Speeding the Sped

The development of capitalism necessitating the constant increase of capital and the consequent increase of profit, creates a problem that outwits the capitalist in his twofold capacity of profit-monger and politician.

On the one hand there is the ever-growing tendency (caused by the competiticn of capital) to reduce the cost of production, meaning a reduction of the amount paid as wages ; and on the other hand an ever increasing army of unemployed that must be dealt with or silenced.

Despite, or rather because of, the growing productivity of labour-power and the enormous increase of wealth, the poverty of the masses and the number of the workless, increase to such an extent that the politician is at his wit’s end to find a way out of the difficulty. Each Parliamentary session brings forth some new mode of palliation, and each succeeding session finds the problem greater ard the “solution” Still more difficult to discover.

A “White Paper” issued 15.11.11 with regard to the Labour Exchanges, shows that the applications for employment during the first nine mouths of the year were :

Men Women Total
910,949. 286,894. 1,197,843.

whilst the vacancies filled were :

Men Women Total
233,007. 91,272. 324,279.

leaving 873,564 workers without jobs !

The time has long since passed when the problem of unemployment could be waived aside with the Eurasian remark that “those without work are lazy loafers who do not want employment.” To those who have dived below the surface of capitalist production the above quoted figures come as no surprise. The unemployed army does exist and no labour exchange can do anything to reduce it. On the contrary, as has been shown in these columns, the better organisation in the buying of labour-power, results in an increasing number of unemployed and tends to reduce the price of their commodity.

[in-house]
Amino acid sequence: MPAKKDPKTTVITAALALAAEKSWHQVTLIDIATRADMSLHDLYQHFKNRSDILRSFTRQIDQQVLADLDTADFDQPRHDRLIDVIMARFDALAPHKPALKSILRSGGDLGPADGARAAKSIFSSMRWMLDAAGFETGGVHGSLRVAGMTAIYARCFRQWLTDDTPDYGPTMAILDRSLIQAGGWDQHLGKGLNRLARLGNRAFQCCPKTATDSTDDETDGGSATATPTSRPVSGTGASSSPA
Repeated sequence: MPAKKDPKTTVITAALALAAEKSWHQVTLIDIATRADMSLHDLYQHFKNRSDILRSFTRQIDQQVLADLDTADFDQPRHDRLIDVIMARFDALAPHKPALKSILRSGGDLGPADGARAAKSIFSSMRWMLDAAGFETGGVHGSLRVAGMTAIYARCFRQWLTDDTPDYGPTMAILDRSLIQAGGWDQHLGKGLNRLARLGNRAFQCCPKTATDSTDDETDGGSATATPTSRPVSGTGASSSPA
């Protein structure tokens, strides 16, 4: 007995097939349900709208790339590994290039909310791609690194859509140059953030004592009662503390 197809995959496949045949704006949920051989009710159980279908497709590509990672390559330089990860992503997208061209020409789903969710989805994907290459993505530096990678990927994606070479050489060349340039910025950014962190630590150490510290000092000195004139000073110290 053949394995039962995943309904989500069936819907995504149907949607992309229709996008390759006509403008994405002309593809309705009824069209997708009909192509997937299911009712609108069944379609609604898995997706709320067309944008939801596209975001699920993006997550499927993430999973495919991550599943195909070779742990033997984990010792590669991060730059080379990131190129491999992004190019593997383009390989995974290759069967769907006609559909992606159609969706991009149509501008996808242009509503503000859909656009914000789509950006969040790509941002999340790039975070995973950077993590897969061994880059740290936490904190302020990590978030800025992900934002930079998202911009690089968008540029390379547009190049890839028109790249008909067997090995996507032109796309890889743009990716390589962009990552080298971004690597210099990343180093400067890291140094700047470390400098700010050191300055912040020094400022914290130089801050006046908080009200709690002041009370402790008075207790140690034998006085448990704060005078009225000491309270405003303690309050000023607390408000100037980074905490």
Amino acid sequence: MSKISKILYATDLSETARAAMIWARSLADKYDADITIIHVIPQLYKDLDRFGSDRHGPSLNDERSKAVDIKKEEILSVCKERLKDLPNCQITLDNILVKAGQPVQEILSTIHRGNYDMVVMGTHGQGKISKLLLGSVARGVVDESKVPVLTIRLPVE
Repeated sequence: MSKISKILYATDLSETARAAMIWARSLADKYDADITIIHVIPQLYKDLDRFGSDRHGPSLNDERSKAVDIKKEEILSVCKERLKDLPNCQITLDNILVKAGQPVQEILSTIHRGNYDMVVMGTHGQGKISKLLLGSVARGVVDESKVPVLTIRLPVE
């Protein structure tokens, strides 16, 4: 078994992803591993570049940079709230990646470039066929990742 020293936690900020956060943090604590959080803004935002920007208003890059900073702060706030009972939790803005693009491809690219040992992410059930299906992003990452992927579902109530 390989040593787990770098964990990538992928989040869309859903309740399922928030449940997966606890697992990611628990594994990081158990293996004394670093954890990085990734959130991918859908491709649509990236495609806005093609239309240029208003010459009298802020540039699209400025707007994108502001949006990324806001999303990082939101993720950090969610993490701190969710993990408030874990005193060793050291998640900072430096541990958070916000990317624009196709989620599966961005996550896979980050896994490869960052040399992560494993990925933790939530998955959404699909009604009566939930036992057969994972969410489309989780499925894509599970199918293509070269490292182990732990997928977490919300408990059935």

Why are there unemployed and why does their number increase ?

The modern scientific shop management, coupled with the introduction of time-saving machinery, throws out of employ ever more “hands,” for the simple reason that the wage paid is determined, not by the value of the product, but by the value of the labour-power of the worker—i.e., its cost of production.

Twenty years ago the wage earner produced a certain amount of wealth. To-day, with the aid of improved machinery and more scientific workshop methods, he can produce in the same time several times that amount. His wage, however, does not rise in proportion, and his purchasing power remains practically the same. Since the worker is unable to buy back the commodities he has produced, the market becomes overstocked and the capitalist has to restrict porduction to somewhat balance the effective demand.

That reduction is made, not by returning to the old methods (an obvious impossibility) but by reducing the number of “hands.” Hence the unemployed.